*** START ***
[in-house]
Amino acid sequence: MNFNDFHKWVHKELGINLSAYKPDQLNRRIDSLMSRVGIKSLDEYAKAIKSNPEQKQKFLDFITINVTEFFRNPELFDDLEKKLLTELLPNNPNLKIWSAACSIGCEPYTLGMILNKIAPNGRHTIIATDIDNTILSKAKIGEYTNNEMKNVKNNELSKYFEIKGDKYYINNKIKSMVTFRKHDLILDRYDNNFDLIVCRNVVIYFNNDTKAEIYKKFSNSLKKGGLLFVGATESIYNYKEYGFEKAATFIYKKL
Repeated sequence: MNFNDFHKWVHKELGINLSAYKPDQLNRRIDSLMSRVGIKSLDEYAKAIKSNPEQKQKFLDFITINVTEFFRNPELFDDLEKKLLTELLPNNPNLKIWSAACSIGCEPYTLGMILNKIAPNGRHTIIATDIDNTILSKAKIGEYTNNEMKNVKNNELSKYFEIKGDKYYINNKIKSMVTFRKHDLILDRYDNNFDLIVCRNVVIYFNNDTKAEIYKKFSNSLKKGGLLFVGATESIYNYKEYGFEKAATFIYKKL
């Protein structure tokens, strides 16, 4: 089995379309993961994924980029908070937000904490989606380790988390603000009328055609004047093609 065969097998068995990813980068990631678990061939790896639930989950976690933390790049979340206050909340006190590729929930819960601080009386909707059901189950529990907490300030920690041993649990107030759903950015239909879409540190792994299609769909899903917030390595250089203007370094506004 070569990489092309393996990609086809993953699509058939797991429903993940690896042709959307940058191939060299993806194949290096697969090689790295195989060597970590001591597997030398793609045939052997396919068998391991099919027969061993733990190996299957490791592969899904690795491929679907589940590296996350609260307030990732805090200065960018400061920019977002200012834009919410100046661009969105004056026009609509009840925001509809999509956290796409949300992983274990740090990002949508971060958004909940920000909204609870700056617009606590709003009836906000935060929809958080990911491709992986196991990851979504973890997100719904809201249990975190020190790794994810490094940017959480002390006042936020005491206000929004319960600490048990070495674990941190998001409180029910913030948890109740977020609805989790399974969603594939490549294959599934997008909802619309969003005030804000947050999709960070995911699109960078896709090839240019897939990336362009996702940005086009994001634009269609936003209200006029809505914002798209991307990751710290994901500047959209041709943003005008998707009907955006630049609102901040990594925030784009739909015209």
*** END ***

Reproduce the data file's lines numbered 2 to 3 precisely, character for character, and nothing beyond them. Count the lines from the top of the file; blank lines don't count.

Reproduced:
Amino acid sequence: MNFNDFHKWVHKELGINLSAYKPDQLNRRIDSLMSRVGIKSLDEYAKAIKSNPEQKQKFLDFITINVTEFFRNPELFDDLEKKLLTELLPNNPNLKIWSAACSIGCEPYTLGMILNKIAPNGRHTIIATDIDNTILSKAKIGEYTNNEMKNVKNNELSKYFEIKGDKYYINNKIKSMVTFRKHDLILDRYDNNFDLIVCRNVVIYFNNDTKAEIYKKFSNSLKKGGLLFVGATESIYNYKEYGFEKAATFIYKKL
Repeated sequence: MNFNDFHKWVHKELGINLSAYKPDQLNRRIDSLMSRVGIKSLDEYAKAIKSNPEQKQKFLDFITINVTEFFRNPELFDDLEKKLLTELLPNNPNLKIWSAACSIGCEPYTLGMILNKIAPNGRHTIIATDIDNTILSKAKIGEYTNNEMKNVKNNELSKYFEIKGDKYYINNKIKSMVTFRKHDLILDRYDNNFDLIVCRNVVIYFNNDTKAEIYKKFSNSLKKGGLLFVGATESIYNYKEYGFEKAATFIYKKL